City Scattered

Winner of the Snowbound Chapbook Award

Purchase from Tupelo Press

From Cole Swensen’s Judge’s Citation:

“In a tone reminiscent of the era’s radio plays, City Scattered offers a range of spliced voices that construct a multi-perspectival musing on ‘the new woman’ as she emerged in the labor and consumer culture of Germany between the wars… We participate in the city itself as it becomes a kaleidoscope of rapidly shifting images, making quick, expert cuts into each other, juxtaposing an arousing, energized youth, dancing, drinking, and punching time-clocks, with black-and-white, grainy newsreel imagery of unemployment lines and laundry drying in coal-polluted air. Tyler Mills keeps her language sharp and flat, vivid and yet frank…”  

Praise:

City Scattered invokes the bleak not-so-caberet-life of an imagined Berlin in four voices. Along with a German woman, there’s an ethnographer who plays a Victrola and takes notes (‘but you can already/ find all that in novels,’ answers an informant), an interlocutor critiquing, and a chorus (counted as one voice). The Berlin woman ‘being self-serving, promiscuous, and unmotherly, was nevertheless the darling of a new consumer culture’ negotiates the realm. ‘The real power of light is presence’ writes author Tyler Mills, but the light shed in the series ‘I / Self / Woman in Berlin’ is a power itself ‘with coal staining the sheets/like ink.’ Congratulations, a fine chapbook!” – Terese Svoboda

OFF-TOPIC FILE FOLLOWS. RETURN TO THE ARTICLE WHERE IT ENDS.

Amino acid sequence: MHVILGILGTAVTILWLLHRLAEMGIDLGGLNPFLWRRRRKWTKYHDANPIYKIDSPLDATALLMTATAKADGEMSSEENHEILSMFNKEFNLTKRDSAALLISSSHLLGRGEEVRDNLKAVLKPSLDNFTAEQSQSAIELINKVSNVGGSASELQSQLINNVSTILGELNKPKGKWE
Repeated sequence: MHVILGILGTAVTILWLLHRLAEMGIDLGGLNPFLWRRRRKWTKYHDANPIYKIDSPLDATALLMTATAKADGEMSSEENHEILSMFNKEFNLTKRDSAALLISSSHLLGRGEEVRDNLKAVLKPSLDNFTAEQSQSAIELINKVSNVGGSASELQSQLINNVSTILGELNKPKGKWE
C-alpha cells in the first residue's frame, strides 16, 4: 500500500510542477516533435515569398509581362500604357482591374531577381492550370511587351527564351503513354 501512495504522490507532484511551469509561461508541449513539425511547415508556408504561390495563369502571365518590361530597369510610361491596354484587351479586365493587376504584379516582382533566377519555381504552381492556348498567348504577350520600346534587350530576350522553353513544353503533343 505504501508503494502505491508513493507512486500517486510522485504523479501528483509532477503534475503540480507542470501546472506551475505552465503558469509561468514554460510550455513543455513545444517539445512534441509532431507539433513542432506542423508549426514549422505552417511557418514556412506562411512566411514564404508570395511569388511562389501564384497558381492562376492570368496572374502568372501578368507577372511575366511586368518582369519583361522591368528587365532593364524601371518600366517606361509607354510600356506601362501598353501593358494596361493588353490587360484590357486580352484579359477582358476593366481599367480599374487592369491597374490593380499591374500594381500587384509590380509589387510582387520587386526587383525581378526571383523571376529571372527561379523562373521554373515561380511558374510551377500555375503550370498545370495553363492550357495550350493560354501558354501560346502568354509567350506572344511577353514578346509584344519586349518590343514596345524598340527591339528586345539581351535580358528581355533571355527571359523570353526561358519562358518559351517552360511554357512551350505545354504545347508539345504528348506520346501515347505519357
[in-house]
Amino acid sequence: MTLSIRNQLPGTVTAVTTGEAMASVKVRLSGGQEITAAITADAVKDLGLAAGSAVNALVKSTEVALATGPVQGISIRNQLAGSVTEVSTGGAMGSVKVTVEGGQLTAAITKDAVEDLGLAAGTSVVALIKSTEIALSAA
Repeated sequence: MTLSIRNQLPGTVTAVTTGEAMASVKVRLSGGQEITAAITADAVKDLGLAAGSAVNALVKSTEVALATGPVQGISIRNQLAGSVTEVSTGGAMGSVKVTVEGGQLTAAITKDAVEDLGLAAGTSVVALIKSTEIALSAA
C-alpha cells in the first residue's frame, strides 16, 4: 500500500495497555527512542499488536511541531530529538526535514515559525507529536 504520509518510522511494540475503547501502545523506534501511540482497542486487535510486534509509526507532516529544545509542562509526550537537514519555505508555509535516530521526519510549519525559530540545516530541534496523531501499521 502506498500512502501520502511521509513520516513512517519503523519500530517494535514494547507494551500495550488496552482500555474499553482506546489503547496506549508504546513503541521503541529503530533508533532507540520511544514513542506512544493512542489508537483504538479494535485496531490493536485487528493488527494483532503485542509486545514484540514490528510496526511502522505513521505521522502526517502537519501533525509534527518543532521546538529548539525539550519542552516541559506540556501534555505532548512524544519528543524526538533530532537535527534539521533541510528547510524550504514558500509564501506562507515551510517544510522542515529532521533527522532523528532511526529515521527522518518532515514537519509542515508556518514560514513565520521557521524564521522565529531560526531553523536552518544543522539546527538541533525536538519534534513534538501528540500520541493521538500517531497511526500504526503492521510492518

“In City Scattered, through gorgeous strands of speech, Tyler Mills perceptively reintegrates our sacred, forgotten past into a portrait of a woman whose self-possession and complexity are palpably rendered. Only a poet with such sensitivities of language can so clearly hear and interpret the immortal silence of history; only a poet attuned to her own incandescent spirit can test the oneiric nature of poetry with such vigor of mind.” – Major Jackson

“Tyler Mills’ The City Scattered is a rich document of the “inner architecture” and social displacements that occur under the “skies / of capital.” Its choral structure deftly links the late days of the Weimar Republic to labor in the age of Amazon. Through swift images and attention to the complexity of pleasure, Mills’ poems show the independence and alienation of workers, particularly women, for whom the “purse thickens” while unemployment rises and money is ‘losing value.’ Her crisp, suggestive case study illuminates the confluence of precarity and prosperity at the heart of our era. ‘Do not lean out,’ warns a sign on a window in one poem; but we’re already leaning closer to read.” – Zach Savich

Sample Poems:

“I / Self / Woman in Berlin [If you ask me later if I knew],” Diode

“I / Self / Woman in Berlin [I saw two doves today. They became tricks],” Chorus Played on a Victrola: Arousal,” and “The Study: The Delicate Language of Signs,” Guesthouse